Journal Title (Medline/Pubmed accepted abbreviation): Br. J. Sports Med.
Page numbers: 456-458
doi (if applicable): 10.1136/456 bjsm.2011.084988
Glycerol. Glycerol is a three-carbon molecule that serves as the backbone of triglycerides. It is found naturally in foods that contain triglycerides and is also added to foods to achieve more favorable textural and sensory properties. This small molecule has high osmotic properties, meaning that it binds water very strongly. In sports performance, it is added to some beverages in order to prevent dehydration. Success has been shown with doses of 1-1.5 g glycerol per kg of body weight with 25-35 mL of fluid per kg of body weight. (This is equivalent to 85-127.5 g glycerol in 2.1- 3.0 L of water for an 85 kg = 187 lb. person.) This strategy has shown retention of 600 mL to 1 L of water compared to a dose of pure water. Some side effects include hyperhydration, nausea, headache, or gut discomfort. Glycerol was recently placed on the list of prohibited substances for the 2011 World Anti-Doping Agency for its “plasma expanding” properties. However, it is unclear how testing procedures will distinguish between normal dietary intake of glycerol and specific glycerol supplementation.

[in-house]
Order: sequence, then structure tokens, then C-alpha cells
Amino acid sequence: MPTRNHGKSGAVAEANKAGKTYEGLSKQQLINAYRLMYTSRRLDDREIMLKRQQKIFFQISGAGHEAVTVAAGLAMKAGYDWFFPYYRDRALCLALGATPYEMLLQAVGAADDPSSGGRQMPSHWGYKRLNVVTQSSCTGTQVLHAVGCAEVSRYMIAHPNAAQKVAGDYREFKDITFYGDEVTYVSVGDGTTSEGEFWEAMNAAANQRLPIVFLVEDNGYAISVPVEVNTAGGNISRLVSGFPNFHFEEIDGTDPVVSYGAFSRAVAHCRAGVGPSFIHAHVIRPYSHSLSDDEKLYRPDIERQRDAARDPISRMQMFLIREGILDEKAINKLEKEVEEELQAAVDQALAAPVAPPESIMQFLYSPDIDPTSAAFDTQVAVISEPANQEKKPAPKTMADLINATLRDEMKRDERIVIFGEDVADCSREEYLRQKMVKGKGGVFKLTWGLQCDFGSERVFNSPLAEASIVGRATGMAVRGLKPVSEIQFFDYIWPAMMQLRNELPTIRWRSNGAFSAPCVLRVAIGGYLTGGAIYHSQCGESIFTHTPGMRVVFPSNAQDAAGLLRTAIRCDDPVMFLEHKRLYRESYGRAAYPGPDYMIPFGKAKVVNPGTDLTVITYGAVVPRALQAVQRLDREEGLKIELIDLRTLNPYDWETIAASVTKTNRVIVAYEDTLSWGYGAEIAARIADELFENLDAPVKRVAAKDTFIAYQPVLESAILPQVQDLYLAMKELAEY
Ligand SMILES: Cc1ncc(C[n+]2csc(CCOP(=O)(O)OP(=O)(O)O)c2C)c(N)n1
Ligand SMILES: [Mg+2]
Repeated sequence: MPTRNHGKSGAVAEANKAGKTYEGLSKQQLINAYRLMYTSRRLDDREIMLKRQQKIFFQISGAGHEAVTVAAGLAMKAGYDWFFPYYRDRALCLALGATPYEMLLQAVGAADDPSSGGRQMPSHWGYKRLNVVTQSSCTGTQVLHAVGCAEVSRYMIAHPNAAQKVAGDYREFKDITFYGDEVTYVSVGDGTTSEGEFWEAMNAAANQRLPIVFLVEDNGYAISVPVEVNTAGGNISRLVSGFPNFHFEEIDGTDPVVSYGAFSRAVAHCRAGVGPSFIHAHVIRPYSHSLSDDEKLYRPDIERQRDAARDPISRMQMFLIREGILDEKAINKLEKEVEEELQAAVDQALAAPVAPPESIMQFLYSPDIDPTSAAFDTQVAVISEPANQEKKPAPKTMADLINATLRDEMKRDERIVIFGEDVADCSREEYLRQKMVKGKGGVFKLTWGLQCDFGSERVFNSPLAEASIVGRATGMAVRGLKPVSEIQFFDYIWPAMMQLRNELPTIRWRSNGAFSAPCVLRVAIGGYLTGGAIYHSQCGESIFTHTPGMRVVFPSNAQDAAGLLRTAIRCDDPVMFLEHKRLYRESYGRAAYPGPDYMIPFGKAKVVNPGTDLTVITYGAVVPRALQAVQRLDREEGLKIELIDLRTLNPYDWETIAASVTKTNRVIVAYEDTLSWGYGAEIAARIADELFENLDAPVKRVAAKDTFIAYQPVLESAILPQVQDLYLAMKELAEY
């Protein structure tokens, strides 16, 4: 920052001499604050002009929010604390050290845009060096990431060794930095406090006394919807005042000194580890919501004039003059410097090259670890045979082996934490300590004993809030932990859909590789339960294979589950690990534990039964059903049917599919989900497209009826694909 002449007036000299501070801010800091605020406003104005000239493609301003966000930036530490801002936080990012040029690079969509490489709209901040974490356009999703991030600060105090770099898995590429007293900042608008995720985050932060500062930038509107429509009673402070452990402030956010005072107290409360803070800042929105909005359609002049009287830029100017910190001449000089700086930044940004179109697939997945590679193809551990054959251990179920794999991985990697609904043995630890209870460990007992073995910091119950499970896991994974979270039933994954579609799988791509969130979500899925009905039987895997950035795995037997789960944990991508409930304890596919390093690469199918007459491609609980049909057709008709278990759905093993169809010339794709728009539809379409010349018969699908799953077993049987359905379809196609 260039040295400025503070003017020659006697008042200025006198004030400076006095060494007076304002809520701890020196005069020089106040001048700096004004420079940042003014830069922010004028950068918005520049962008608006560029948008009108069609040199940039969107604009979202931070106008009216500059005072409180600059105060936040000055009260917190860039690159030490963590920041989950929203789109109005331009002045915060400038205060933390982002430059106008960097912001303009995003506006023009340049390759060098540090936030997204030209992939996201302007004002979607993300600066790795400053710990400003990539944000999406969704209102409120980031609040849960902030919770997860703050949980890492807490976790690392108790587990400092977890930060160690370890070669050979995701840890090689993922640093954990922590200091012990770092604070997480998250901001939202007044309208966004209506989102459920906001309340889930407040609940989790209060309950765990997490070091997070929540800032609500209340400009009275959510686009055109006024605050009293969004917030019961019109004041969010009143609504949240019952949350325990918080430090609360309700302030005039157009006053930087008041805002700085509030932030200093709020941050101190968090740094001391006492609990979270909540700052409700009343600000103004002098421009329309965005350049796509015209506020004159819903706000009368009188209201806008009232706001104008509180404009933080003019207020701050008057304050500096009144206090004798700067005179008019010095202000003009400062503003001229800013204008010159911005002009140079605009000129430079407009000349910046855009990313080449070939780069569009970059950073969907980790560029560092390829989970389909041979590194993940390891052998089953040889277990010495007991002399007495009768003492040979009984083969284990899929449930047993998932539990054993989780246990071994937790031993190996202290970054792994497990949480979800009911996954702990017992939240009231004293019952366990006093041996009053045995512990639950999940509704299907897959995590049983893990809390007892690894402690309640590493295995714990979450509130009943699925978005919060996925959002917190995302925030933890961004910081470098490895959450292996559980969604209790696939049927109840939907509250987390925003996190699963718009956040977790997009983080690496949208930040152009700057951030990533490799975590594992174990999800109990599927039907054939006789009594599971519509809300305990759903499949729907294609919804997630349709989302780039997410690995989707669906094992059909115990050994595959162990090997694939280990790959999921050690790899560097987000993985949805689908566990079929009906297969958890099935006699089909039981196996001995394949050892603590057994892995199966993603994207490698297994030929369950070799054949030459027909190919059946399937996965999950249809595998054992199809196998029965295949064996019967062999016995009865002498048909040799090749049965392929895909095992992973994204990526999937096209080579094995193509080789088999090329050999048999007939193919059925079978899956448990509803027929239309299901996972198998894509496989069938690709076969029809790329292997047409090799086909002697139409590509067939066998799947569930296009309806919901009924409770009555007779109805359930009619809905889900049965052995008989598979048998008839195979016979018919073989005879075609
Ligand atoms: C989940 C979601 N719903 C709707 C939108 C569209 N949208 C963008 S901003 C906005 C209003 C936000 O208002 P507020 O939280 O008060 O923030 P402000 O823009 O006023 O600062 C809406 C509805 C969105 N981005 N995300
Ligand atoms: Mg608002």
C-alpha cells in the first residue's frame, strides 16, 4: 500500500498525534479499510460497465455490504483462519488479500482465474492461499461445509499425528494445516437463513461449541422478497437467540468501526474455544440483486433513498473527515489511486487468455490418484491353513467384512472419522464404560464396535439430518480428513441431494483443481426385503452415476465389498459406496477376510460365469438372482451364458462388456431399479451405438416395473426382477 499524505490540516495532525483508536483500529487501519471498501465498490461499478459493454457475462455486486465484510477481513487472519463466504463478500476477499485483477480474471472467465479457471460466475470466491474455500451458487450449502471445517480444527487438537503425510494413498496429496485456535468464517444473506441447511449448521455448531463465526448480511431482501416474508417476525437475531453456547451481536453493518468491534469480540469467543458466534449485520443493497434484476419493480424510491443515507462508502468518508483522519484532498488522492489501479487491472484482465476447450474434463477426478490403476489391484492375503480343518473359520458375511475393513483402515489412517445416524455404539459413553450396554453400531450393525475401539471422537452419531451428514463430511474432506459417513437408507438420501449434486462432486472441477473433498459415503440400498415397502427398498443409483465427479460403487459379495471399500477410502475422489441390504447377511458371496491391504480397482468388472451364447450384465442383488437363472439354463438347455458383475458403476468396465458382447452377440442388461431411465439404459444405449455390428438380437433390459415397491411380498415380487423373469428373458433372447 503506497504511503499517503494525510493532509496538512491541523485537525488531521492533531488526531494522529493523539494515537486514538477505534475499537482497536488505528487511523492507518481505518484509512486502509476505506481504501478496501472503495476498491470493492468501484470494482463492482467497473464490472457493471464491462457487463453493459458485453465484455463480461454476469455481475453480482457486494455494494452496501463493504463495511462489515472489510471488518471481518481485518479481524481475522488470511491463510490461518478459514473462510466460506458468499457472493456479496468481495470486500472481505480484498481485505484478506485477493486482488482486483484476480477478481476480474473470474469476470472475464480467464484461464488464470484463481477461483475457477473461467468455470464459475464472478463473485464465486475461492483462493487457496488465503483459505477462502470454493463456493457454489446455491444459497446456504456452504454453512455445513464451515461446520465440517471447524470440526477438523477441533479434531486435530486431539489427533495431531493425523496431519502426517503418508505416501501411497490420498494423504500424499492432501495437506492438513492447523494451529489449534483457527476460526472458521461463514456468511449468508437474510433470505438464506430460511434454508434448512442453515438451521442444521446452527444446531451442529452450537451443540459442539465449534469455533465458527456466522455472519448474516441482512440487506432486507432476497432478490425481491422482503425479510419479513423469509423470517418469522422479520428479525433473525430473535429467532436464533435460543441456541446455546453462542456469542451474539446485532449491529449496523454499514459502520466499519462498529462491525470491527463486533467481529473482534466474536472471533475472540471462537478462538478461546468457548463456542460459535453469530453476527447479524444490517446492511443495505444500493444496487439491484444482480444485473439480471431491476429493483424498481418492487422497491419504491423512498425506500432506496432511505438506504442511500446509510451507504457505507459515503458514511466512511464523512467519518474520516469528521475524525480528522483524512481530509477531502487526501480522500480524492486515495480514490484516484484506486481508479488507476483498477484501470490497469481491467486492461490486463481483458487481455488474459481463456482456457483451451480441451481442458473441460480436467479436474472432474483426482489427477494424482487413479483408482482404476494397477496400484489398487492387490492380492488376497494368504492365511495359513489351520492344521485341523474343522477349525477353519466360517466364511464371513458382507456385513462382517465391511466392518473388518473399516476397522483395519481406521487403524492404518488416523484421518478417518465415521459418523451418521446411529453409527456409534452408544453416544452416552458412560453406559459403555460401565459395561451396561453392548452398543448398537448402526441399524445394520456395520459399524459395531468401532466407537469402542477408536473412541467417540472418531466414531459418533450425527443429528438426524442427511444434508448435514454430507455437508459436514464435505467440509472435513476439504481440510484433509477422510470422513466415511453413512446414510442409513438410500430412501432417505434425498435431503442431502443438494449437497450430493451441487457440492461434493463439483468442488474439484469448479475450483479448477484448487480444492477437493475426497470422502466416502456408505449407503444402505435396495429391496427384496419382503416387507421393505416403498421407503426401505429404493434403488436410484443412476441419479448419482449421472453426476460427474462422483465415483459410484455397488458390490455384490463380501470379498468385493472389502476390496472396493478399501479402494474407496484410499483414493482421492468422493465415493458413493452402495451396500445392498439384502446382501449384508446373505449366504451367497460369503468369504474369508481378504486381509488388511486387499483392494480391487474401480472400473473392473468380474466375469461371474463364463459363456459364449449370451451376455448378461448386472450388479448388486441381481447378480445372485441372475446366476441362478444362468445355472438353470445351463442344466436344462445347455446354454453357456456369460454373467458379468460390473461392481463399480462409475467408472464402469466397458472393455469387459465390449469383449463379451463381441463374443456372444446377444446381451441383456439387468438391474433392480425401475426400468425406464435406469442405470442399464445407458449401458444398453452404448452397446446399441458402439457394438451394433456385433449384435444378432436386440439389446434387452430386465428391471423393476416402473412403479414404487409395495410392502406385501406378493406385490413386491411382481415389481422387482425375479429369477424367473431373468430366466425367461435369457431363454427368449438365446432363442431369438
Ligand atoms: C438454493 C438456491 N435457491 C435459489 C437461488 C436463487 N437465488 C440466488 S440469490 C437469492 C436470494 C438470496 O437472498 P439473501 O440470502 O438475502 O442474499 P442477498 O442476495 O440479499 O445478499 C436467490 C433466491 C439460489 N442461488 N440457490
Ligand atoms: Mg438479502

Guarana. Guarana contains many compounds, one of which is guaranine (also known as caffeine). Guarana is a potent source of caffeine; guarana seeds contain about 2 times the amount of caffeine as coffee beans. Guarana contains other compounds that enhance the stimulating effects of caffeine, including theobromine and theophylline. Therefore, guarana is often found in energy drinks.
Hydroxycut. Hydroxycut is a weight loss supplement that includes caffeine and Cissus quadrangularis (CQ), a plant from the grape family, in addition to other plant ingredients. There have not been any peer-reviewed, scientific articles reporting the safety or efficacy of hydroxycut. There also have not yet been large scientific studies performed to assess the efficacy or safety of the individual botanical agents for weight loss. Small, pilot studies, mostly funded by the Hydroxycut manufacturer, have shown success in the current (May 2011) formulation of Hydroxycut in weight loss, but more research is necessary to assure safety and efficacy of Hydroxycut. It was noted by the authors of this review that a previous formulation of Hydroxycut (containing hydroxycitric acid extracted from Garcinia cambogia fruit, chromium, and Camellia sinensis (green tea)) was removed from the market due to 23 cases of hepatotoxicity and 1 death.